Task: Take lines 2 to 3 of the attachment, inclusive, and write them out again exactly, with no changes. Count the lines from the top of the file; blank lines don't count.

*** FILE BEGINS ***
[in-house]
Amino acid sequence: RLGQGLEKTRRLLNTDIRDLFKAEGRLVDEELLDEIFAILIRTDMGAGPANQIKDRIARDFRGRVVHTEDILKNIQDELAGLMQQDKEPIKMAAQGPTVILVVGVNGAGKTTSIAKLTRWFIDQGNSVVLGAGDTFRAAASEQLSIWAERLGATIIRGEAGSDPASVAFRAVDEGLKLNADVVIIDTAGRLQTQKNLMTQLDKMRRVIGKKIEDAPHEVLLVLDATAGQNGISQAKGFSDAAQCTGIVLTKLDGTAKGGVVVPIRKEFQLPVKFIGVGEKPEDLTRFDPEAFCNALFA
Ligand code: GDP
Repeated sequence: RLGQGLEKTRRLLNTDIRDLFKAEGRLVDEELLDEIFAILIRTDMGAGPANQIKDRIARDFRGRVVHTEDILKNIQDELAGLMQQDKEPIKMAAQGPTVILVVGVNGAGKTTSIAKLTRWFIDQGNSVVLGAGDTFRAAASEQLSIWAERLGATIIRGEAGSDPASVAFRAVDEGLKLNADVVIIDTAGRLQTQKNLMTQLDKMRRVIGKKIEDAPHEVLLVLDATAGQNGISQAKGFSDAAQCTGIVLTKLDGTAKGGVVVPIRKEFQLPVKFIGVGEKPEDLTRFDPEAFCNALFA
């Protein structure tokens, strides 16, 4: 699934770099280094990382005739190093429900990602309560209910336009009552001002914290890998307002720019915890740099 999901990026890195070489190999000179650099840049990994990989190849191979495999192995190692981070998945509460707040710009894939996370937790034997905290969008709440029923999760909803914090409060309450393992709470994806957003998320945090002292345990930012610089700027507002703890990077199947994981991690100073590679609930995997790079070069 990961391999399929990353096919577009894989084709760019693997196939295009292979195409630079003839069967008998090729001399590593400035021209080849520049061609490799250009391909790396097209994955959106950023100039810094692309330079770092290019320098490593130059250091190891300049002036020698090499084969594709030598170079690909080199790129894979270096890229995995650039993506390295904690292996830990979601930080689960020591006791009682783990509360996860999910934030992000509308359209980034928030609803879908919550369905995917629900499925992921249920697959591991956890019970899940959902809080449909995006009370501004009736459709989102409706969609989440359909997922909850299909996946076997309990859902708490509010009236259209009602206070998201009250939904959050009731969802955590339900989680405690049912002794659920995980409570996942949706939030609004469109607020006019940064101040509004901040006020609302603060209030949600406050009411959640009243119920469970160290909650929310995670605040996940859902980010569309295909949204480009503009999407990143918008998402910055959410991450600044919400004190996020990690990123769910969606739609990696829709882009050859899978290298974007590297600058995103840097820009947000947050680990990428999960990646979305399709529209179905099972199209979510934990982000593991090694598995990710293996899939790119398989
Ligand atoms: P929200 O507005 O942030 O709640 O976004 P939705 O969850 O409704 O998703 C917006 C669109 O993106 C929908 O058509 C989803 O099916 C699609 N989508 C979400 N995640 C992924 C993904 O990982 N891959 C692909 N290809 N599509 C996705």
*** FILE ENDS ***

Amino acid sequence: RLGQGLEKTRRLLNTDIRDLFKAEGRLVDEELLDEIFAILIRTDMGAGPANQIKDRIARDFRGRVVHTEDILKNIQDELAGLMQQDKEPIKMAAQGPTVILVVGVNGAGKTTSIAKLTRWFIDQGNSVVLGAGDTFRAAASEQLSIWAERLGATIIRGEAGSDPASVAFRAVDEGLKLNADVVIIDTAGRLQTQKNLMTQLDKMRRVIGKKIEDAPHEVLLVLDATAGQNGISQAKGFSDAAQCTGIVLTKLDGTAKGGVVVPIRKEFQLPVKFIGVGEKPEDLTRFDPEAFCNALFA
Ligand code: GDP